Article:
Why does the West care? Egyptomania, White Man’s Burden, and Orientalism

By Simurgh Staff 

Egyptomania is the total fascination with anything related to Ancient Egypt in popular culture and exists particularly outside of Middle Eastern societies.¹ The Egyptomania phenomenon has persisted for decades. It reveals itself in film, music videos, art, and fashion, through depictions of Egypt’s most famous symbols of ancient civilization such as mummies, hieroglyphs, and the pyramids.² The history of this Western popular culture phenomenon is engulfed in the mystical classification of Egypt’s antiquities and dates to Napoleon Bonaparte’s scientific expedition to Egypt in 1798. Bonaparte brought 400 ships and 54,000 men to Egypt, along with 150 scientists, engineers and scholars to collect cultural artifacts for study.³ When they returned to France, the first volume of the Description de l’Égypte was published in 1809, describing the discovery of tombs with in-depth descriptions of artifacts and cultural symbols. The European obsession with Egyptian cultural heritage began with this French conquest of Egypt. More recently, the origins of some Egyptian antiquities in Western museums have been exposed as stolen goods originally taken as cultural treasures and spoils of war.⁴ 

Egyptomania can describe part of the motive behind the preservation and reconstruction of historical sites by Western nations, Western based NGOs, and international organizations across Egypt, Iraq, and Syria. Historical sites may be preserved and antiquities appropriated to satisfy American and European fascination with the exoticism of the Middle East—orientalism. In a sense, museum attractions are a frontier through which culture becomes a public spectacle.

Preservation also serves as a tool to shift anti-Western narrative in the Middle East. “Hearts and minds” is a method of countering and preventing insurgent uprisings and terrorism for the purpose of reducing anti-American sentiment. Hearts and minds efforts encourage people to abandon support for opposition movements by appealing to their emotion or intellect. For example, a hearts and minds campaign may include cultural heritage preservation projects to demonstrate that the United States cares about the heritage of the people they are assisting. In 2003, United States General David Petraeus focused on winning hearts and minds in Iraq by rebuilding infrastructure and restoring religious sites in Mosul that were destroyed during the initial invasion during Operation Iraqi Freedom.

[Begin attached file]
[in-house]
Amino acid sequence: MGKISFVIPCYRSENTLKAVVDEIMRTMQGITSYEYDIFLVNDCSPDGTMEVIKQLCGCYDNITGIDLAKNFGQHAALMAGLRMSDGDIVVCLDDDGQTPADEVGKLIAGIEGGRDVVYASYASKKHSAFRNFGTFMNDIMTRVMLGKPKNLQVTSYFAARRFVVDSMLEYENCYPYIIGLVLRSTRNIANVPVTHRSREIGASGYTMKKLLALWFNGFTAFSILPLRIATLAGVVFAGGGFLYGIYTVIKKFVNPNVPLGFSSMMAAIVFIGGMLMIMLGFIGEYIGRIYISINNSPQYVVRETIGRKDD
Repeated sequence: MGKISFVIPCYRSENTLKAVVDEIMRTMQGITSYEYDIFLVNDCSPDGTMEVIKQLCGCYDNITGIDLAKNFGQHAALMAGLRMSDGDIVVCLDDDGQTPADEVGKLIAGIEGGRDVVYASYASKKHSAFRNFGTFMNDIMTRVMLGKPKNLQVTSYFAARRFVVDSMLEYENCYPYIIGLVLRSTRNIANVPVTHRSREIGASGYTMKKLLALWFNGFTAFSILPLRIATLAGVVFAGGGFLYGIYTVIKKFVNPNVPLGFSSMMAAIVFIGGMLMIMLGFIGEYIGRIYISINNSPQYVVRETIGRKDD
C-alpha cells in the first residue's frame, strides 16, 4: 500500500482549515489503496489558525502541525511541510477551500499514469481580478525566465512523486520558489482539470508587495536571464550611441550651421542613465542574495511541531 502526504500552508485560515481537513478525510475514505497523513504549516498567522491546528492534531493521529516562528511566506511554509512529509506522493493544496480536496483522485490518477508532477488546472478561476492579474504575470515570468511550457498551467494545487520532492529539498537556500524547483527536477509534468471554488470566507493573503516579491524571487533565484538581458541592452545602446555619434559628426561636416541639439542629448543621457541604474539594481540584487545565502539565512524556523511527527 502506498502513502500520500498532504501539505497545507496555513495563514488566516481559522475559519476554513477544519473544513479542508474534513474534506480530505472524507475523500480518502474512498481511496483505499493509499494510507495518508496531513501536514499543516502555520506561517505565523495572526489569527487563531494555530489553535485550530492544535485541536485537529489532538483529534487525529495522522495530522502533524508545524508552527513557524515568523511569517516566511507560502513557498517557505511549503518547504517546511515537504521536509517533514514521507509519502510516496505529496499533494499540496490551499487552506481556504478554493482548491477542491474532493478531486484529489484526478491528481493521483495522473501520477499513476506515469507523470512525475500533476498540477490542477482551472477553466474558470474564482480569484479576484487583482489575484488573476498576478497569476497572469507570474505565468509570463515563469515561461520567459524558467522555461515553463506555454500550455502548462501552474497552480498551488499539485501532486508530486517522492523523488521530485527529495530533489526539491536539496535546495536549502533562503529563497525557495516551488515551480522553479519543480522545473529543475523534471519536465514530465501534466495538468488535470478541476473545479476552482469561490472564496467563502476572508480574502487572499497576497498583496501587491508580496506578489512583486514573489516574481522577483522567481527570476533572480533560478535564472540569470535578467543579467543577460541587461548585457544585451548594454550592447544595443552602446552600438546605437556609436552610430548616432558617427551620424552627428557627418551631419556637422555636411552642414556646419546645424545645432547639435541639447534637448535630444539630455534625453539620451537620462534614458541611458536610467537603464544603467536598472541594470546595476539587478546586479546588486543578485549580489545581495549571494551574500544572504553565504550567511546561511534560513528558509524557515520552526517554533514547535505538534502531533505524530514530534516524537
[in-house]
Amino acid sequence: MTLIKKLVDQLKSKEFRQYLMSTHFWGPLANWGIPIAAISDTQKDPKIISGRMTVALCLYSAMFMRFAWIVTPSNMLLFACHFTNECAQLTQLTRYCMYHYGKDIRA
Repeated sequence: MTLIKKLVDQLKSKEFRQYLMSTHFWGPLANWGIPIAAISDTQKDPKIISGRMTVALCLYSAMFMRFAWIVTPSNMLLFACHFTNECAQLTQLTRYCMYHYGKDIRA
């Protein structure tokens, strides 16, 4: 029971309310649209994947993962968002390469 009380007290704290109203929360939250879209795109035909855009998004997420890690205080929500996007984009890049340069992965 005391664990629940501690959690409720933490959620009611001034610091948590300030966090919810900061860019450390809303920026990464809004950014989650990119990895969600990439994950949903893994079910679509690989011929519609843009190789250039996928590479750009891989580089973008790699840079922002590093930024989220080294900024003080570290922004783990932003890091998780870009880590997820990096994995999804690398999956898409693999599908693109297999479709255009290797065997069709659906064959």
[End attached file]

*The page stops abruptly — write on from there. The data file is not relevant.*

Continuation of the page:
Another motive behind the Western initiative toward cultural preservation in the Middle East is Rudyard Kipling’s idea of the “white man’s burden.”⁵ The white man’s burden is the idea that privileged, white people have the responsibility to raise up “uncivilized” non-white people for the betterment of the world. It describes the racist ideology of British colonialism as they took up the “responsibilities” of Westerners, indicating that they understood themselves as more civilized and somehow better than others across Africa and the Middle East. Colonialism promoted the advancement of the colonists’ own position—they profited while others suffered.  

The lure of Egyptomania and the Middle East as a mystical, exotic land is related to orientalism, a concept discussed by Edward Said in his 1978 book of the same title.⁶ Orientalism is a post-colonial theory which explores preconceived notions about the Middle East. Edward Said notes that Westerners see the Middle East through an orientalist lens based on art, novels, and textiles depicting its people as uncivilized, exotic, or mysterious. The artists behind those works popular in the west were often created by people who had never been to the Middle East who constructed the images based their own thoughts or how someone else described it to them.

by alittleblackegg,CC BY-NC-SA 2.0

The continuation of Egyptomania, orientalist thought, and the white man’s burden could influence the way Westerns go about preservation projects in the Middle East. Regardless of the true reasoning behind preservation projects, the involvement of Western people and organizations is influenced by the past.

1. Fritze, Ronald H. Egyptomania: A History of Fascination Obsession and Fantasy. London: Reaktion Books, 2017. 
2. Brier, Bob. “Egyptomania: What Accounts for Intoxication with Things Egyptian?” Archaeology. 2004, 57(1): 16-22.  
3. Tignor, Robert. Egypt: A Short History. Princeton: Princeton University Press, 2011. p. 196-7. 
4. Cuno, James B. Whose Culture?: The Promise of Museums and the Debate over Antiquities. Princeton: Princeton University Press, 2009. p. 71–86.  
5. Kipling, Rudyard. Modern History Sourcebook: Rudyard Kipling, The White Man’s Burden. 1899. Accessed via https://sourcebooks.fordham.edu/mod/kipling.asp
6. Said, Edward. Orientalism. New York: Pantheon Books, 1978.  

Authenticity and Fakes